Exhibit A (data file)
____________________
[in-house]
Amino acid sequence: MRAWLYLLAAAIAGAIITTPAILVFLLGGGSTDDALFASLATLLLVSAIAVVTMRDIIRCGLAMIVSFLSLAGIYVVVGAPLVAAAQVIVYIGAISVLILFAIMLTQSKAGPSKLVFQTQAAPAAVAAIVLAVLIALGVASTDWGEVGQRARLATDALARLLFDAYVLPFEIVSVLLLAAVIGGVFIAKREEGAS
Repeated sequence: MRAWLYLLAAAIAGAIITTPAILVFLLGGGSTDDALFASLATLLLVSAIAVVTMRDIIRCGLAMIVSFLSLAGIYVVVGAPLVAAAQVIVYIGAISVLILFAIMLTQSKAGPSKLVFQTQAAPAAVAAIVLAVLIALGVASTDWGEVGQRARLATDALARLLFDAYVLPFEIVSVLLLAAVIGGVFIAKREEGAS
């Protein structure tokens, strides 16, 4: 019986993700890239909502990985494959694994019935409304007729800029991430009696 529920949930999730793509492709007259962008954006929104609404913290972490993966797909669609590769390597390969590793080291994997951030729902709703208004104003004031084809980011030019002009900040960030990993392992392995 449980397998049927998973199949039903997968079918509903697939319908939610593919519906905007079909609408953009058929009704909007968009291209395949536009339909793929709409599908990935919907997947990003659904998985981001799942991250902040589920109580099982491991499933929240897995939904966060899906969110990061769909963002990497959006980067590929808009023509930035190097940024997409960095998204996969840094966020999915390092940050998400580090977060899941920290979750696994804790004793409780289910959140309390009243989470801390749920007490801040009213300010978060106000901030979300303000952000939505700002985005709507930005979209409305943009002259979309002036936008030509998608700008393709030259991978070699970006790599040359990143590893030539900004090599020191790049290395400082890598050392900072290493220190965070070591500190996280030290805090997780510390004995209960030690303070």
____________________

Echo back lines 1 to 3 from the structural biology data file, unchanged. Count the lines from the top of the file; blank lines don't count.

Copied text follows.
[in-house]
Amino acid sequence: MRAWLYLLAAAIAGAIITTPAILVFLLGGGSTDDALFASLATLLLVSAIAVVTMRDIIRCGLAMIVSFLSLAGIYVVVGAPLVAAAQVIVYIGAISVLILFAIMLTQSKAGPSKLVFQTQAAPAAVAAIVLAVLIALGVASTDWGEVGQRARLATDALARLLFDAYVLPFEIVSVLLLAAVIGGVFIAKREEGAS
Repeated sequence: MRAWLYLLAAAIAGAIITTPAILVFLLGGGSTDDALFASLATLLLVSAIAVVTMRDIIRCGLAMIVSFLSLAGIYVVVGAPLVAAAQVIVYIGAISVLILFAIMLTQSKAGPSKLVFQTQAAPAAVAAIVLAVLIALGVASTDWGEVGQRARLATDALARLLFDAYVLPFEIVSVLLLAAVIGGVFIAKREEGAS